We wish to thank the investigators from 7 selected counties for their investigation and data collection. This work was supported by the Zhejiang Provincial Public Welfare Technology Application Research Project of China (LGF19H260003) and the Zhejiang Provincial Natural Science Foundation of China (LQ19H260001). The financial sponsors played no role in the study design/execution, analysis and interpretation of data, or writing of the manuscript.

Conflicts of interest: None declared.

References

  1. 1.
    Mathers CD, Loncar D. Projections of global mortality and burden of disease from 2002 to 2030. PLoS medicine. 2006;3(11):e442.CrossRefGoogle Scholar
  2. 2.
    Wang F, Zhang QE, Zhang L, et al. Prevalence of major depressive disorder in older adults in China: A systematic review and meta-analysis. Journal of affective disorders. 2018;241:297–304.CrossRefGoogle Scholar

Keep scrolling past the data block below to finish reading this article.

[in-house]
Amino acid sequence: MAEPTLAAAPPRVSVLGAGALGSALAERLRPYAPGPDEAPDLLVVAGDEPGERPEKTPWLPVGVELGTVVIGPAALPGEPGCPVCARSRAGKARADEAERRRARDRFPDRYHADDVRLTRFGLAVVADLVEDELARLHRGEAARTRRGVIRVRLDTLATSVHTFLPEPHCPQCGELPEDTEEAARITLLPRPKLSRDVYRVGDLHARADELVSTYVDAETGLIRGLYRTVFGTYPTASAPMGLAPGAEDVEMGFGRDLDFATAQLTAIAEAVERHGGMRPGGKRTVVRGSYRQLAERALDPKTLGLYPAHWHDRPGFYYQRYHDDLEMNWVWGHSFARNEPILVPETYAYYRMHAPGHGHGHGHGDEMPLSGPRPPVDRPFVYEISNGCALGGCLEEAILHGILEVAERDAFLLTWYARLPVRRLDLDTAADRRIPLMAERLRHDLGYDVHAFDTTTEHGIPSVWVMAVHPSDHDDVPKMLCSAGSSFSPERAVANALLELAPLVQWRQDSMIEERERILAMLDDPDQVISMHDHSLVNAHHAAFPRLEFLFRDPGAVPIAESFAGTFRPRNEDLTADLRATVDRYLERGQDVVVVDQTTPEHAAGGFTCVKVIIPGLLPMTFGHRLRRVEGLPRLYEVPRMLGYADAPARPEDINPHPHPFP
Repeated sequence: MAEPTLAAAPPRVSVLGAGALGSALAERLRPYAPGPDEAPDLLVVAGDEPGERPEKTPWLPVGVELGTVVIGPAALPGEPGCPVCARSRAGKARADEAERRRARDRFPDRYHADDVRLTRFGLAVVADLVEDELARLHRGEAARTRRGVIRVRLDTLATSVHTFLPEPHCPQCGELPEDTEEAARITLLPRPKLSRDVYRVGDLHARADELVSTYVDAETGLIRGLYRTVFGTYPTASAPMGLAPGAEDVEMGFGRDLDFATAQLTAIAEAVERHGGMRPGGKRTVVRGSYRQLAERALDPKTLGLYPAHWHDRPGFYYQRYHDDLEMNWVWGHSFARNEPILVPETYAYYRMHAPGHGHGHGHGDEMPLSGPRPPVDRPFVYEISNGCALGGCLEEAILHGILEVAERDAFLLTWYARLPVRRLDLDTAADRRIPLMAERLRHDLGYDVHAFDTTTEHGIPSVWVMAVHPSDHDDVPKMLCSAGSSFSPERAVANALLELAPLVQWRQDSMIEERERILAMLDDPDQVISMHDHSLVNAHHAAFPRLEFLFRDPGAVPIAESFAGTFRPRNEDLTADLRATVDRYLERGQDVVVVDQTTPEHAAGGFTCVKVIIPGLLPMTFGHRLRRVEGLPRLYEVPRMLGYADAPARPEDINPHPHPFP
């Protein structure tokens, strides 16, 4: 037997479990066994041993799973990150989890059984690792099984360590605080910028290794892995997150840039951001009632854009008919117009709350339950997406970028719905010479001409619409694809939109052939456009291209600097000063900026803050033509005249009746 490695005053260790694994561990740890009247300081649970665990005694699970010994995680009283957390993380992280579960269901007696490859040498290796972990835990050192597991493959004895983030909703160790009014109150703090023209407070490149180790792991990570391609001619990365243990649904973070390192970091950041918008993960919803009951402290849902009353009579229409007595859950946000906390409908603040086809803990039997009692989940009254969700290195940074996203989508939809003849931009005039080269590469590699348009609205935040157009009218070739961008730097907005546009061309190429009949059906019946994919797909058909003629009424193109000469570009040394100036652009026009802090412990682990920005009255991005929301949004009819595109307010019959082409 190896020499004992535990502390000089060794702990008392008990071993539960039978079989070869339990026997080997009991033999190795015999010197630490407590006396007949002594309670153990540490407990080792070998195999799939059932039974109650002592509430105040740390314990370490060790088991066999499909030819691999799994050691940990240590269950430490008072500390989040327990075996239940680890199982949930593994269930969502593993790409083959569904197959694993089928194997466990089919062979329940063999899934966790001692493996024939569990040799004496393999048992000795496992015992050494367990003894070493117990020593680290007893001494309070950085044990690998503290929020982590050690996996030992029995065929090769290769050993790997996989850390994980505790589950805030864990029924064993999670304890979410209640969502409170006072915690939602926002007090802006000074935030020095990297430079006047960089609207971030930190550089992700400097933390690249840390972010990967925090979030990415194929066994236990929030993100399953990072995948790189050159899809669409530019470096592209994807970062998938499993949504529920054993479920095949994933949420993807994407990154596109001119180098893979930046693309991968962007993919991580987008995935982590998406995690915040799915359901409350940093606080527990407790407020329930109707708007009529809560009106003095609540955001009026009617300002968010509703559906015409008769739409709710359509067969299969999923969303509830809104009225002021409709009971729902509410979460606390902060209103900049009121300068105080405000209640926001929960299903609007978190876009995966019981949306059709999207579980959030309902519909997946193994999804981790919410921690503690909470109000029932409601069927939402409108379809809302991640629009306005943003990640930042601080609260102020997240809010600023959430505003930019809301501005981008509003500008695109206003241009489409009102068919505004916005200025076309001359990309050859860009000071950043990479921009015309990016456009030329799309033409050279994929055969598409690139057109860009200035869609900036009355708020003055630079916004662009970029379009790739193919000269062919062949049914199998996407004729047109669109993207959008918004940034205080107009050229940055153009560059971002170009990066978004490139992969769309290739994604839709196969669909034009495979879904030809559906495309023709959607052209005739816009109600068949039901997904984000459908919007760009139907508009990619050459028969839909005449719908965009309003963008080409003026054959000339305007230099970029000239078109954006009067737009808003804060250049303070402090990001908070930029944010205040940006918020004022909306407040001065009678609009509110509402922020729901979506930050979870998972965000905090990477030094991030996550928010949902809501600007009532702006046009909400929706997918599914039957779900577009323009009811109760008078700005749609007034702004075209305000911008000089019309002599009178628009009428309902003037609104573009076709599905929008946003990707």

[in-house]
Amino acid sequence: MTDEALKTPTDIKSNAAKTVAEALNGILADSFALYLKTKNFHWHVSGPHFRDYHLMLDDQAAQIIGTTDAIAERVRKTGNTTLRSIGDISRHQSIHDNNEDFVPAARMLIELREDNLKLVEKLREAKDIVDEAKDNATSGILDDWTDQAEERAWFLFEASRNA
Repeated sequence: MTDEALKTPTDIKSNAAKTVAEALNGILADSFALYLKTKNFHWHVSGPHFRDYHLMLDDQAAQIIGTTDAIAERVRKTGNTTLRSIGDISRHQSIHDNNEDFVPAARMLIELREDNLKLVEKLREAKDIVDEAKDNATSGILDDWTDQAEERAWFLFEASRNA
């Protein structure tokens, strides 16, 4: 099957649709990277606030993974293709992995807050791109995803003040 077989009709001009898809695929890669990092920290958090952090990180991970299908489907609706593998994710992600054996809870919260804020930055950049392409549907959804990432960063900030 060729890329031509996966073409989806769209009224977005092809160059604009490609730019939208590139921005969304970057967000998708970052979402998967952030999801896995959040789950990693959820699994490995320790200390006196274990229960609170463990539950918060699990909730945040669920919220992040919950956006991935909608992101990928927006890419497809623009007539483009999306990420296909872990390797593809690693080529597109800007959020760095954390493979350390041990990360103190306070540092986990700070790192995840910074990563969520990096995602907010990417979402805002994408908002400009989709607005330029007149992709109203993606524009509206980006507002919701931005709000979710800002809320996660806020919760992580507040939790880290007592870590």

3. 3.
    Lips P. Worldwide status of vitamin D nutrition. The Journal of steroid biochemistry and molecular biology. 2010;121(1–2):297–300.CrossRefGoogle Scholar
  4. 4.
    Tuyen le D, Hien VT, Binh PT, Yamamoto S. Calcium and Vitamin D Deficiency in Vietnamese: Recommendations for an Intervention Strategy. Journal of nutritional science and vitaminology. 2016;62(1):1–5.CrossRefGoogle Scholar
  5. 5.
    Payne ME, Anderson JJ, Steffens DC. Calcium and vitamin D intakes may be positively associated with brain lesions in depressed and nondepressed elders. Nutrition research. 2008;28(5):285–292.CrossRefGoogle Scholar
  6. 6.
    Steffens DC, Krishnan KR, Crump C, Burke GL. Cerebrovascular disease and evolution of depressive symptoms in the cardiovascular health study. Stroke. 2002;33(6):1636–1644.CrossRefGoogle Scholar
  7. 7.
    Heaney RP, Kopecky S, Maki KC, Hathcock J, Mackay D, Wallace TC. A review of calcium supplements and cardiovascular disease risk. Advances in nutrition. 2012;3(6):763–771.CrossRefGoogle Scholar
  8. 8.